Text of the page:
Stember to be coached by Pat Connolly

Stember takes a big step in search of redemption
Attempting to resurrect his running carreer, he will be coached by a former Olympian.
By John Schumacher – Bee Staff Writer
Published 2:15 am PST Sunday, October 31, 2004

Michael Stember flew across the country recently to Washington, D.C., then drove four hours southwest to get into a kayak for the first time.
When he reached a large, calm area of the New River near Roanoke, Va., he stopped, faced the woman in the other kayak and poured out his running soul.

Pat Connolly listened. And when the two were done talking, Stember felt the uncertainty vanish, replaced by an energy that could mean only one thing.

There’s more running to do.

Stember, 26, thought it might be time to pursue his culinary interests by working on a cookbook, starting a cooking show or opening a restaurant. But his immediate plan calls for training here with Connolly and pursuing a full-time job in real estate.

The former Jesuit High School and Stanford star doesn’t want to look back and wonder if he could have done more. His storybook finish at the 2000 Trials and subsequent trip to the Olympics were great. But that flameout at the 2004 Trials was no way to call it a career.

So he sought the advice of Connolly, a former Olympian in the 800 meters and pentathlon. Connolly coached Evelyn Ashford to a gold medal in the 100 meters at the 1984 Games in Los Angeles and guided Allyson Felix to an Olympic silver medal in the 200 at Athens.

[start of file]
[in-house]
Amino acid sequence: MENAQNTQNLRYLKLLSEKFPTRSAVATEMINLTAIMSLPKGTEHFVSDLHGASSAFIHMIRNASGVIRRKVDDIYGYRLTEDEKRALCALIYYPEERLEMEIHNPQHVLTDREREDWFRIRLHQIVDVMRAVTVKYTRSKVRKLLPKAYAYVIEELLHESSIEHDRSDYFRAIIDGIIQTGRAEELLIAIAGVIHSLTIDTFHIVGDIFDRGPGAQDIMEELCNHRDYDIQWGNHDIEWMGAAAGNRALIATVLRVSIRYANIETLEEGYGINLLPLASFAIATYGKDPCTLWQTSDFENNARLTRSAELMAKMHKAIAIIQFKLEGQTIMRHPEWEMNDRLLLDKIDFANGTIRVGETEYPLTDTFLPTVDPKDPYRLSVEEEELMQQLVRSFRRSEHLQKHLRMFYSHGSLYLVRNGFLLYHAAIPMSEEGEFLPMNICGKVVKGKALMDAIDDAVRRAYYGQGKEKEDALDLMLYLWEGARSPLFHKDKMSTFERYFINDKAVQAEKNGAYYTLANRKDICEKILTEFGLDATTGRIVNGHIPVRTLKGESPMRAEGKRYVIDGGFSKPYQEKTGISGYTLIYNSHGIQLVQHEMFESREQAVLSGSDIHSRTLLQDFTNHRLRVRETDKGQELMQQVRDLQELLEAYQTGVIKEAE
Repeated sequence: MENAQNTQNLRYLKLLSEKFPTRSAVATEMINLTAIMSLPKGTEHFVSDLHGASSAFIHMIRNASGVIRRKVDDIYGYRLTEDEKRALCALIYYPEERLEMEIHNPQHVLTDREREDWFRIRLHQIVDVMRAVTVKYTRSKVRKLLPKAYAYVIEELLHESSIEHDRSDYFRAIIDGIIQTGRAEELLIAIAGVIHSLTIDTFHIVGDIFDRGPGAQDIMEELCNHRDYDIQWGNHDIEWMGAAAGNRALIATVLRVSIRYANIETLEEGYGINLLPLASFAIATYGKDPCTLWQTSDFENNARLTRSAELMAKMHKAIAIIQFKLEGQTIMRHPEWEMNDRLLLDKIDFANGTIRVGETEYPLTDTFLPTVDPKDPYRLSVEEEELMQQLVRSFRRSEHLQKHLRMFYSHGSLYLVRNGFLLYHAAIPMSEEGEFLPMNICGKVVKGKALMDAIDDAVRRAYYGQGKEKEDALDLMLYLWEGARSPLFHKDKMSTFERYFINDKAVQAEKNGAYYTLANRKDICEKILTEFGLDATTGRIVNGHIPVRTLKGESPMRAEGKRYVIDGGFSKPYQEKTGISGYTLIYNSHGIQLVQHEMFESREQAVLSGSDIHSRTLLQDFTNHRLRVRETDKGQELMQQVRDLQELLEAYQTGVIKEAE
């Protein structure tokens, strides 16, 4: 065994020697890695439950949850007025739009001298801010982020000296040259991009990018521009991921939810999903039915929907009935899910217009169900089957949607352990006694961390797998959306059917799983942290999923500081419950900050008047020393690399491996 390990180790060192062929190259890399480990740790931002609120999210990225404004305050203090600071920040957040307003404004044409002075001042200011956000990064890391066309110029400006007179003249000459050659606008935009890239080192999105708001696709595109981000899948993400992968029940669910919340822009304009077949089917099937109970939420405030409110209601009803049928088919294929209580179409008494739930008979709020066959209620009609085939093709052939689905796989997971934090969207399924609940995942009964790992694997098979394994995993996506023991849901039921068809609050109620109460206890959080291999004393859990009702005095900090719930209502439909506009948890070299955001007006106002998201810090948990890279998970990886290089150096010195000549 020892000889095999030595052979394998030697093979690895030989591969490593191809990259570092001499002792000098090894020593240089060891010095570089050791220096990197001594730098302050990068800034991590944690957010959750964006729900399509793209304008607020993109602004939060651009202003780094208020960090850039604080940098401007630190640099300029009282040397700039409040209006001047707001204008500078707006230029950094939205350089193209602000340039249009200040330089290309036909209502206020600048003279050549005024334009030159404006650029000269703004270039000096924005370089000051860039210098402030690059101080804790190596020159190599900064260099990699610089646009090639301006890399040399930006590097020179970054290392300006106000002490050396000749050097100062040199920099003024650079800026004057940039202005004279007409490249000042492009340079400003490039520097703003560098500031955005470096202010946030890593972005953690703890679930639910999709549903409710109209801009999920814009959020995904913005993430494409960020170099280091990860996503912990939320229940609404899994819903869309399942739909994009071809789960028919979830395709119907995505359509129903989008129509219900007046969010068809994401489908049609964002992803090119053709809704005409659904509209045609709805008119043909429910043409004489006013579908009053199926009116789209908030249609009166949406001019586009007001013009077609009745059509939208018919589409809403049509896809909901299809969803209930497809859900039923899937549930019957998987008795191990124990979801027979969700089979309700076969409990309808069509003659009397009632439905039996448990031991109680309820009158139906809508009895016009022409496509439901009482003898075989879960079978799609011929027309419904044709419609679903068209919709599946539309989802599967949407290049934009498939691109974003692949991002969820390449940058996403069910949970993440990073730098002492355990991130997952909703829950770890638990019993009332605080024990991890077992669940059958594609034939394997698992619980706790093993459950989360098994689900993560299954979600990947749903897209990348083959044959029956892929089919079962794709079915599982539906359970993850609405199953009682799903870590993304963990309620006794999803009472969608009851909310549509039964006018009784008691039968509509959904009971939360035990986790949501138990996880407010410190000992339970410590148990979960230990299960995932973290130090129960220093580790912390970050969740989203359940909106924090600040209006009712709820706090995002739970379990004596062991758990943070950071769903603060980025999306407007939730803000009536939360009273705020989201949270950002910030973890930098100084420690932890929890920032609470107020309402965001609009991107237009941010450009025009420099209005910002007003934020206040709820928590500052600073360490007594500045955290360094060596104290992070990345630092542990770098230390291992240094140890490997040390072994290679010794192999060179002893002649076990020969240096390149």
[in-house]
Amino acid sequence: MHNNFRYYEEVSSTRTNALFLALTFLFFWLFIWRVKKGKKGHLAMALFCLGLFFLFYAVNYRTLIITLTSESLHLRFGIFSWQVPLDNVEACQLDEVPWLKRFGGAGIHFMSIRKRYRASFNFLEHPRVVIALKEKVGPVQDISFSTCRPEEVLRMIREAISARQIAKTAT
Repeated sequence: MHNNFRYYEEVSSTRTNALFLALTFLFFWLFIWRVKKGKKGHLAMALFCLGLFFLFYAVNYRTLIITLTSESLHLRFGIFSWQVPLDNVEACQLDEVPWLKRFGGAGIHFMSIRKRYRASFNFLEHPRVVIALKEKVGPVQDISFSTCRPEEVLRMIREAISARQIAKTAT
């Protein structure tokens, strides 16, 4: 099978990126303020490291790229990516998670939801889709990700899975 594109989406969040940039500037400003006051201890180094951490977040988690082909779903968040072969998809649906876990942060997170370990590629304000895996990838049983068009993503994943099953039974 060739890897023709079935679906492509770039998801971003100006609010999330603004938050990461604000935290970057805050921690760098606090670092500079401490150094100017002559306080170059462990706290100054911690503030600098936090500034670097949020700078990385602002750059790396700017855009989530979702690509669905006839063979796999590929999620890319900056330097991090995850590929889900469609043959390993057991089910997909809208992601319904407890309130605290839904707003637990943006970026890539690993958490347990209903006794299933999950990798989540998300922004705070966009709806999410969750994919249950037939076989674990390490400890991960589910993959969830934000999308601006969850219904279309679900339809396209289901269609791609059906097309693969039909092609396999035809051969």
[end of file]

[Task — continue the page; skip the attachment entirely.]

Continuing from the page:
After that talk on the river, Stember concluded he had trained the same way for too long, running too many miles and too many races.

Now, he will try it the Connolly way, which means surrending control and trusting her, even if she calls for fewer miles and unorthodox workouts.

“I wasn’t sure if I was done or not,” said Stember, who was born in Carmichael and grew up in Fair Oaks. "It couldn’t have gone better. It motivated me more than I expected. It got my mind fresh. I haven’t really run a step yet.

“This is something I can’t pass up. I don’t think I can walk away just yet. I still feel like there’s unfinished business.”

Stember suspects overtraining led to his poor performance at the 2004 Trials. He looked strong in the first two rounds of the 1,500 meters before fading on the last lap of the final and finishing a disappointing 11th in 3:47.42, well off his season best of 3:37.75 and his personal record of 3:35.11.

He doesn’t fault Vin Lananna, his coach at Stanford, or Frank Gagliano, his coach the past few seasons. But he does blame the volume of work he did.

“Physically and mentally, I was just so burned out stacking so many seasons together, the same type of training,” he said. "A lot of people said I turned it on too much in the semis at the Trials (when he beat eventual winner Alan Webb). But I needed that confidence going into the finals.

“I went to Europe that week chasing the (Olympic) standard. I needed a good two rounds.”

Stember won the Front Street Mile in Maui with a 4:00 effort in September - his personal best is 3:59.20 - despite not having trained seriously for several weeks, an indication fresh legs can do wonders.

“It’s just frustrating not to have the pop in my legs that I have after so much rest,” he said. “I’m going to feel fresh again.”

Stember said Connolly plans to move from Virginia to the Sacramento area, which means he can live in his hometown again as he seeks to revive his running career.

“I’m excited about being here,” Stember said. “I’ve never been coached by an Olympian. It’s going to be an honor.”